[Read] Science: The Glorious Entertainment.Author Jacques Barzun – Replica-watches.co

[Read] Science: The Glorious Entertainment.Author Jacques Barzun – Replica-watches.co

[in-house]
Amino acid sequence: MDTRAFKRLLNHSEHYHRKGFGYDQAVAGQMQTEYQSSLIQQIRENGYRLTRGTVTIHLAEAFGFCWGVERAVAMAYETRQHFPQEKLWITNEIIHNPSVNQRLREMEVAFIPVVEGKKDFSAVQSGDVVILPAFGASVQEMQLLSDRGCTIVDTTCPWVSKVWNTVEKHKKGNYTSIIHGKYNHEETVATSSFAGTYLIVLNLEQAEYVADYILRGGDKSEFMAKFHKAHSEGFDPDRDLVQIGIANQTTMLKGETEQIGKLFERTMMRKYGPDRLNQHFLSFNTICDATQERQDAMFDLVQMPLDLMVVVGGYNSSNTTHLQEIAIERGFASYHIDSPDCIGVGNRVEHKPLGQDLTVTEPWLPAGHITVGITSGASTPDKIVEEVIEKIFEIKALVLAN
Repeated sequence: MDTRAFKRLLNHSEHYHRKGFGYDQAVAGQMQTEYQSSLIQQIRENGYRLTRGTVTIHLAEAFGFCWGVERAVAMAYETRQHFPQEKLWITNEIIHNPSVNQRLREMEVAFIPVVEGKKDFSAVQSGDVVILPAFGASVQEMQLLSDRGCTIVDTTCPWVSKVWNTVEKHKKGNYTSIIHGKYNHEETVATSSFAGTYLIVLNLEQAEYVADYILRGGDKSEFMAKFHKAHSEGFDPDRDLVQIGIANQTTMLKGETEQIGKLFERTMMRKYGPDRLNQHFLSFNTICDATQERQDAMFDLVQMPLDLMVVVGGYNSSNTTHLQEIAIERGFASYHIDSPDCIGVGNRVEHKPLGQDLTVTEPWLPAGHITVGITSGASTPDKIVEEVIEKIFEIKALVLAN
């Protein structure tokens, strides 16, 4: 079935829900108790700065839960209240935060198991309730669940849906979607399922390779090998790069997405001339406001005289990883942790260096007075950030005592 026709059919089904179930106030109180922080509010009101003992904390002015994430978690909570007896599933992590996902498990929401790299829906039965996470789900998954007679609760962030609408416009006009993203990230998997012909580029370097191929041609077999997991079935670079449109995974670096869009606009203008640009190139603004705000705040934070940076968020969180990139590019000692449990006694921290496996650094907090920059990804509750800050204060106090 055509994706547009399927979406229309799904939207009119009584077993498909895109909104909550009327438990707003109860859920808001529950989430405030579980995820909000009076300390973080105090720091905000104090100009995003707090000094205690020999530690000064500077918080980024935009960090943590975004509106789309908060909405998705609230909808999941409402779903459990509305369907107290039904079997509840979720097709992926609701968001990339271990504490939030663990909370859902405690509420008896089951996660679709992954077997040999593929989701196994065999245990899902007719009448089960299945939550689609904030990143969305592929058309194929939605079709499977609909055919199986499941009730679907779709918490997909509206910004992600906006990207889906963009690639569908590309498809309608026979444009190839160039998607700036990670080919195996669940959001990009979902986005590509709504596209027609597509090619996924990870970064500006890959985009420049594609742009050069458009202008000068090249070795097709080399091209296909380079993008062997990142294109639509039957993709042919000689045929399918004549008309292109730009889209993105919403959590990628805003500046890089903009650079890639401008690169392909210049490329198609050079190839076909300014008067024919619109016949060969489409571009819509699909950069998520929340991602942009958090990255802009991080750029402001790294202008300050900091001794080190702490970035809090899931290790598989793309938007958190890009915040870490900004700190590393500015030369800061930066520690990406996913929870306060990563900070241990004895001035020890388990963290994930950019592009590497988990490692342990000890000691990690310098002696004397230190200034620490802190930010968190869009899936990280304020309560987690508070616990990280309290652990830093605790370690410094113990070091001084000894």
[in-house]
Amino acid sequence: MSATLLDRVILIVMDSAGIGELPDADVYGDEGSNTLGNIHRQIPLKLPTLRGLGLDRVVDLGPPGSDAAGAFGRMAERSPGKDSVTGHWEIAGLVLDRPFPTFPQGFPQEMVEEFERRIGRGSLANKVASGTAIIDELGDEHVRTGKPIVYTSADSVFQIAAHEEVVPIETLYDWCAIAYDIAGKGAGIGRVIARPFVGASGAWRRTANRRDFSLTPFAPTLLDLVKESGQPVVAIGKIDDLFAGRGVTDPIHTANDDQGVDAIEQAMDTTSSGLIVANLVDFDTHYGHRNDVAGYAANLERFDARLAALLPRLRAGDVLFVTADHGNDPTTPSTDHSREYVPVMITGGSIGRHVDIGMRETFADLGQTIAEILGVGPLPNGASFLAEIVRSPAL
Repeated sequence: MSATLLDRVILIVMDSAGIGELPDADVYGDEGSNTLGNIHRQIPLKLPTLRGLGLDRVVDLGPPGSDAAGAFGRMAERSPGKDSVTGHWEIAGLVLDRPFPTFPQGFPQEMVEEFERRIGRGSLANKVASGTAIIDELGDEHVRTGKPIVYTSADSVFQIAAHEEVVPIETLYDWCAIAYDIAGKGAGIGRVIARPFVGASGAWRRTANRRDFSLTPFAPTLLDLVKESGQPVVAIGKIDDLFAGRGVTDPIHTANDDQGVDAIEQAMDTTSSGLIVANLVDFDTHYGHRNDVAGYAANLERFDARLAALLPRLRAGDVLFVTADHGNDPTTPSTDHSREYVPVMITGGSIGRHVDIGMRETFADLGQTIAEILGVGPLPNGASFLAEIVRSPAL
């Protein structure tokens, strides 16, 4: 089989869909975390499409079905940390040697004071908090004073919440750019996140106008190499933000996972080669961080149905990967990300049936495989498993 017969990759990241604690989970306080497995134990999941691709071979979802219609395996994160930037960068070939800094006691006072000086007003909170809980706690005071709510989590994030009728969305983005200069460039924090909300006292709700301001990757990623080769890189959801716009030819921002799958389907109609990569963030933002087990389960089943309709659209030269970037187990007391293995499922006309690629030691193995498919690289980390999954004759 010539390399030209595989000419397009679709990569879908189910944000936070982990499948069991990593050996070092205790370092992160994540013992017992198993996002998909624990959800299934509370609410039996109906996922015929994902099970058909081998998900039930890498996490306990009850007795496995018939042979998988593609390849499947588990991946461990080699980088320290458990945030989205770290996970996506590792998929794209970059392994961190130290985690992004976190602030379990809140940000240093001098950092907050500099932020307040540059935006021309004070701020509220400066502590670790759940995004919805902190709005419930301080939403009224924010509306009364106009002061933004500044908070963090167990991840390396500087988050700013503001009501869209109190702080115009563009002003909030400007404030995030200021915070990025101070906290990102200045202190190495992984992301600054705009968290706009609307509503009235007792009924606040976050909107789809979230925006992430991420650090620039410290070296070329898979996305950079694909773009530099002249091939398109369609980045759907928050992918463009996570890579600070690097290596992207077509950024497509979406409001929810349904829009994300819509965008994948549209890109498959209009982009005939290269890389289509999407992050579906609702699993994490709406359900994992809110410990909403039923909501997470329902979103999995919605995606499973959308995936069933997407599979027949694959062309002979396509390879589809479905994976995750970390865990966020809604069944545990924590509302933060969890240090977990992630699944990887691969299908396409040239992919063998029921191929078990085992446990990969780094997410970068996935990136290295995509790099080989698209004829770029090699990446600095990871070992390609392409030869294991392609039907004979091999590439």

The overwhelming impression I got while reading this book is of an old man endlessly puttering with his small figurines, gewgaws, and doodads And as he arranged the tchotkes, he drank, the evening wearing on and him growing and bold in his assertions understanding the world through the organization he finally achieved Some of what he says is clich d, some crazy, and some insightful, despite everything.Like Jacques Barzun is a character in a Bruce Chatwin novel.Barzun is here interested in the role of science in civilization He would probably capitalize those words himself The twelve chapters based on lectures he gave move through the argument, from acknowledging science s service, contemplating its problems, and offering a way forward.He begins with a consideration of C.P Snow s famous dictum that the West had been divided into two cultures the culture of science and the culture of humanities which only a few great men could bridge, conveniently including Snow himself Barzun dispenses with the idea, arguing that our lives are part of one culture, but the culture has many parts Science is merely one part of this general culture, although one with ambitions to subsume it all While being careful to avoid the easy science is religion trope, he compares science to Medieval theology, in terms of how it is a central tenet of thought, something everything else is constantly measured against.The problem with this argument from today s perspective is obvious We are all part of the same culture what do you mean by we, kemosabe Whose culture Whose civilization The easy dismissal of primitive society and celebration of Western civilization cannot stand in light of fifty years of subsequent scholarship.Barzun argues correctly, I think that science as science did not come into being until the middle of the nineteenth century It was a social force, another special interest, so to speak, given prestige by its connection to technology, progress and abundance But and here I begin to differ with him its heyday ended wight he dawn of the twentieth century, as it fragmented into many small subjects Afraid to err, afraid to overgeneralize, respectful of other professionals, scientists came to speak only about the small par tot the universe they studied There was no longer a unifying vision This specialism not specialization, which is a useful focusing, but instead an ideology of remaining committed to one s subject has ruined science and modern life, in Barzun s opinion Specialism doesn t really make sense to me and certainly not the fears that are supposed to sustain it in other parts of the book Barzun is quick to point out that some scientists are than happy to overgeneralize Regardless, it is true that science certainly fragmented as it grew.Barzun then stops to consider the role of technology or techne, as he calls it Jacques Ellul had offered a similar redefinition ten years earlier, but Barzun weirdly does not cite it Technology is related to science, but is not the same thing, and is not derivative of science indeed, he argues, science is often pushed forward by advances in technology The machine techne is a symbol of love and hatred in modern society he says, unoriginally even for the time Technology is often beautiful and makes our lives easier But it also destroys the meaning of Work capitalized again , leaving people with meaningless jobs Technology provides conveniences, he says in one of his useful aphorisms but not comfort comfort is a different feeling, alien to technology There is an unintended cycle, of machines creating new realities that themselves have problems which need to be solved by technology This leads to alienation and irritation although his examples are hysterically dated he complains about the Zip code several times, actually , the need to dial all the digits in a phone number, and IBM punched cards To his credit, Barzun does not pine for an escape backward technology causes problems, no doubt, but its not like human dignity was particularly valued 300 years ago More people are better off under the current system, even if this system is not sustainable and not nourishing.He then turns to a similar critique of science which, again, in general was not new even in 1964, even if some of his insights were He argues that most people don t actually know much about science thus belief in science is a kind of credulity and that includes scientists The study of science has become a career, possible for those of even modest intellectual endowment this is his claim , who specialize in their little area Indeed, there is a connection between the growth of science and the growth of the middle class, as both involve quantification, abstraction, and profressionalization, he says Which means that scientists should not be accorded oracular status although he predicts and political debates will have a scientific guise and points as an example debates over the fluoridation of water The tendency in science is to hide messy reality behind abstractions as a counterexample he cites James Watson s description of the discovery of DNA s structure, and this from lectures since Watson s book had not yet appeared By contrast, the only universal scientists remaining were scientific publishers and science fiction writers The truth is, he says in the titular chapter 100 101 , we have lost Nature In handing it over to the men of science, we hoped to receive it back augmented, transfigured, and full of light They were indeed its faithful guardians for several generations and they still talk of it in their public 101 utterances as a unified power which acts or yields secrets or responds to them in the course of their work But when the name and the capital letter is not an evasion of logic or metaphysics, it is nothing Nature is but a vast blank screen upon which the experimenter throws his abstractions and hypotheses, seeing no as modern man and specialist than the minute system of its metaphors and his inferences It is ultimately from this atomization of Nature that for modern men the vagrant despair comes, and not from the hurts to their vanity supposedly caused by Newton, Darwin, and Freud There is no longer a unified vision of the cosmos, he complains, noting that int he mid 19th century Humboldt s book of that name unified all life under the theme of evolution But modern evolution is too fragmented, he thinks, too materialistic No fan of the modern synthesis, he even resurrects Paley s old Watchmaker argument against it Rather than saying yes, than allowing humans to imagine and engage the world science is always saying no, ruling certain thoughts out of bounds as superstitious or anthropomorphic even while smuggling in its own forms of anthropomorphism It is not an accident that he cites approvingly, than once, that gadfly of science the biochemist Erwin Chargaff.In its best form, science is a kind of play, a free inquiry In some sense, science is not teachable spends a chapter making this point, much too long but one can only guide someone with native talent it is like art, then There should be humor even mockery Why can t there be a feast of fools for the scientists, he wonders People should make fun of scientists for their pretensions, for spending ungodly sums on silly studies Instead, we have popularizers of science who wants to reduce everything to science and enshrine science as the only way to reach truth.And this persistent elevation of science has had many baleful effects on the generation of knowledge generally, from the insistence that all research be novel to even disciplines far afield from science like literary criticism aping its trappings, breaking and analyzing writings into their smallest bits He puts as an example the study of allusions in late Tennyson Barzun makes the interesting meaning, I m not sure how to take it claim that academics should not be creative the two are opposites There is something to recommend this thought we want academics grounded in reality and not completely without rules although creativity has its own rules Still, I wonder if Barzun applies this to himself Does he think his critique here is not creative in some sense The problem is acutely seen, he says, in the so called behavioral sciences sociology, psychology, economics which Barzun hates with a deep passion He thinks they are nothing so much as B.S and politics dressed up in science An entire chapter is devoted to knocking them down Another contrasts them with what he calls The Misbehavioral Sciences by which he means the humanities, but calls history History, law, poetry these use words to capture unrepeatable experiments They are rooted in experience and stand against abstraction In another of his useful aphorisms, he contrasts the exactness of the humanities to the precision of the sciences What one ought to say, therefore, is that the law is exact, but not precise science is precise, but not exact In this sense all the historical disciplines from poetry to law are exact they grip tight the single particular of the moment and never by chance mean the one next to it Along with this bit of wisdom, the reader also gets a long disquisition on the iniquities of current metaphors which rely on science they are inexact This bit of the book reads a bit as if it had been written by Abe Simpson Old Man Yells at Clouds By this point in the book, Barzun is letting his freak flag fly, dropping the hemming and hawing provisions of the earlier chapters During the past hundred and fifty years the one great attempt to stop the dry rot of the soul produced by the conditions of life in the modern world has been the handiwork of the artists of the West, he writes on page 229 Art is not an alternative to science but a necessary complement, a needed opposite Art should critique the Romantic impulse is needed to keep science in check Already the cycle has played itself out before after the Enlightenment, the Age of Revolution showed the sophisticates what action was There was a again a scientific insistence that nature was neither sentient nor alive, which provoked the Romantics 301 Since then, the model of the universe and humankind as a machine held away again but with no Romantic response Artists betrayed the people, he says, led astray by Freud and Frazier an unlikely pairing The problem, as Barzun sees it, is that the artists emulated the scientists and tried to create a system based on myth and the unconscious He doesn t name it, but clearly he s thinking of surrealism, and its spawn abstract expressionism What is needed, though, is a breaking down of systems, a contending against science, not compromise.And ad a result of art s failure, the West is left with the anomie of modernity He spends a chapter documenting this, though he captures the essence in a single sentence Our great and sardonic reward for introducing labor saving machinery is that it has not lessened but increased servitude 257 Even in 1964, this criticism was not new There was no escape from the system, he said Nothing is easier nowadays than to believe in the conclusions and also the fantasies of science nothing harder than to take a simple, unaffected view of the truths of poetry or religion The predicament of the age is to regain the high ground where the thoughtful man cam be at ease with his repressed intuitions and satisfy through many means his equally many capacities for reason and belief 286 Only in a few fringe y corners did the holdouts gather From astrology to psychical research, from nature loving to asceticism, from the scholarship of myth to the public respect for poetry and art, from conscientious drug addiction to the old and new religions of East and West, there are only minority refuges open to the inhabitants of the scientific culture 294.The final chapter points toward what is needed, though it resists fleshing out the movement By this point in the narrative, it is fairly obvious where Barzun will end up He wants the machine to kneel to human needs He wants something to oppose abstraction and analysis He wants a new philosophy one saturated with meaning, one that gives human life purpose He wants to preserve different levels of certainty to make life safe not only for the known but the unprovable and the doubtful, the contradictory after all, life has all those things, even if science rules them out of bounds Besides, he says, science is not unified anyway biology and physics overlap, sharing some ideas, but also diverge He celebrates the possibility of multiple consciousnesses, many ways of seeing the world, For example, Pascal had his geometry, but also what he called finesse the power that seizes on relations by an immediate impression and without literalism 289 90 It is not precise, but it is exact.The book, like the old puttering man, is exasperating I can t say that I enjoyed the time that I spent with it, but I also have to admit I learned something, and came away changed. Like every Barzun book I ve read, this was filled with amazing insight into western society that I had never thought of or heard from another source Like most good contrarians his thesis on the methods in which science and scientific concepts have infected our lives in irresponsible ways sounds dangerous, but he argues well and expresses his concepts thoroughly Some arguments are overly explained and he sometimes comes off like a crotchety old man complaining about rock and roll music, but it is overall a great work. I m writing about this book, but actually I scanned about 10 Barzun books He protests against a lot of modern decadence, but disappointingly without really having eternal standards to match against it so he comes across as saying that the modern world is bad because it s nothing like the one before a bit of a superficial objection He praises Whitehead s Science and the Modern World, which I m still working on More on this later. 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